Jul 162008

Converting from UNIX mbox/mailbox to Maildir – postfix, procmail, Squirrelmail, uw-imap and cyrus-imap

This guide discusses transforming a system from the traditional mbox/mailbox format to the more advanced Maildir format.

I assume you are using the postfix mailer – if not, you will probably want to change over to postfix first or some of this material may not be relevant.

Make a backup

Before commencing, backup your entire system.

Stop the mailer

You do not want any mail coming in while doing the conversion. You should also stop any programs that automatically generate mail locally.

# /etc/init.d/postfix stop

Get the necessary tools

If you are running Debian, this command will get everything you need:

# apt-get install mb2md

Convert each users mail

For each user on your system:

 # su daniel
 $ cd ~
 $ mb2md -m
 $ mb2md -s mail
 $ exit
 # mv /var/spool/mail/daniel /var/spool/mail/daniel.preMaildir
 # mv ~daniel/mail ~daniel/mail.preMaildir

NOTE: The second mb2md command is only needed if the user has a directory ~/mail where they store mbox/mailbox format mail folders.

Later on, you will want to delete the .preMaildir versions to recover disk space. Before you do so, make sure everything is working fine.

Continue reading »

Jul 082008

source: http://wiki.qmailtoaster.com/index.php/QMT_Failover_replication_Setup

QMT Failover replication Setup

Craig Smith – 26th October 2006 – craig@doc-net.com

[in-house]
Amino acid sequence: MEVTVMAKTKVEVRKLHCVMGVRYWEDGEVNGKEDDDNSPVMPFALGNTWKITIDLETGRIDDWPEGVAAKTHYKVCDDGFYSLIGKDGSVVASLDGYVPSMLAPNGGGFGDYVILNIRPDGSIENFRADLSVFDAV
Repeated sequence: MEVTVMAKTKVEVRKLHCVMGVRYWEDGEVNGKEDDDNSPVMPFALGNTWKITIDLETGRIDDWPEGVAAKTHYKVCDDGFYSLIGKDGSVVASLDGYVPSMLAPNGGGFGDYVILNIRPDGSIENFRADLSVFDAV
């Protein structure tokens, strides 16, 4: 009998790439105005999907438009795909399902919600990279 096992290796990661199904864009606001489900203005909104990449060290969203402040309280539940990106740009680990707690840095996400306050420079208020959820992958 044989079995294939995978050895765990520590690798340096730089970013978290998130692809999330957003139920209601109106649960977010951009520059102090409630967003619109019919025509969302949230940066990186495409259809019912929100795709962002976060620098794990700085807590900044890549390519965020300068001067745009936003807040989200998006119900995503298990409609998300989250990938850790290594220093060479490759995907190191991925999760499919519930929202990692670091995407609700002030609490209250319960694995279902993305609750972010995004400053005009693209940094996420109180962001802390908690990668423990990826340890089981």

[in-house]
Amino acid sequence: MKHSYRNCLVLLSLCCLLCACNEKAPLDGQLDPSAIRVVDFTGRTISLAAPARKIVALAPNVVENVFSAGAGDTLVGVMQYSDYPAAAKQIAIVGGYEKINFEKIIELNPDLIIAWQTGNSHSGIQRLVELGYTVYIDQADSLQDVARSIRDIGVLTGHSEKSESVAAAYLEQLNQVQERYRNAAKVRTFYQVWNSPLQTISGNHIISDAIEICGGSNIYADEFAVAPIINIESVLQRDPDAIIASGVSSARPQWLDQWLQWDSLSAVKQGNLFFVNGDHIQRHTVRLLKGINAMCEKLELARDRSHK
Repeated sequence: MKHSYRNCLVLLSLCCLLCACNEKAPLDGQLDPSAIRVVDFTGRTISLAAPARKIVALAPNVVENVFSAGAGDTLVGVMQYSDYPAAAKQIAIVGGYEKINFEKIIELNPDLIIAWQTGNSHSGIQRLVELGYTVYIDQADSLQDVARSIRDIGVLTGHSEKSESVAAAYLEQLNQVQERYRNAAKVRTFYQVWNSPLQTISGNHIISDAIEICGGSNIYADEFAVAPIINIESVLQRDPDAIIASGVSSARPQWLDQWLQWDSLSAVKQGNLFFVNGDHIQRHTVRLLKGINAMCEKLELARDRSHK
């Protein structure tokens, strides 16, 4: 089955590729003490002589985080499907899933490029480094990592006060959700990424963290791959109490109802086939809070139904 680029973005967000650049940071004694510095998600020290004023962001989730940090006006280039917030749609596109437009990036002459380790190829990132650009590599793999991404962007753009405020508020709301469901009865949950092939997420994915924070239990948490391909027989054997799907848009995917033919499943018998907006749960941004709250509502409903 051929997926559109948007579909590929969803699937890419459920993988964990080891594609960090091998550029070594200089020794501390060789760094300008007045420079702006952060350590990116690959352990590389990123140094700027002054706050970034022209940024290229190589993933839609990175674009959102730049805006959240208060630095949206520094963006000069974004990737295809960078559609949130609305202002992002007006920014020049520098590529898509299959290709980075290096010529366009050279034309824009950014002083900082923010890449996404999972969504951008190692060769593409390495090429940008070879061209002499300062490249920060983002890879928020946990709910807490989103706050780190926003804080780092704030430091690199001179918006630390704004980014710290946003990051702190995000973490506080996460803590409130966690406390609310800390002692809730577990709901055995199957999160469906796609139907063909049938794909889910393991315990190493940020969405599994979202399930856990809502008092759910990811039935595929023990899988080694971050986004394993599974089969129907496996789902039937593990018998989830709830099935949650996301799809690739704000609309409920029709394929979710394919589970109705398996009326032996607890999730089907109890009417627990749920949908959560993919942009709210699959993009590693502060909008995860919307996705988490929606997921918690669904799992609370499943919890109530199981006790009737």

Thanks to Jake for taking the time to review this for me before posting. It always helps to have a sounding board and Jake was kind enough to be that board for me.

This page gives you a procedure to configure a backup qmt server that will be available for failover in the event of primary server failure. The backup server will only ever be 10 minute out from the primary.(depending on cronjob timing)

Please note initial replication (the first run) will take some time, so schedule this for off peak hours. Once the first run has finished and unison has a db of what it is working with subsequent runs are pretty quick. So enable the cron job settings at a time that you can manage the traffic for initial replication.

Also this setup is based on 2 servers where the port used is internal and not visible publically. If you cannot do this on a private network, then read up on using ssh for replication as this is not a secure transport and should not be used on open networks.

This was setup and tested on Fedora core 5 on both servers, and it works without any hiccups.

The details are pretty much cut and paste.

Continue reading »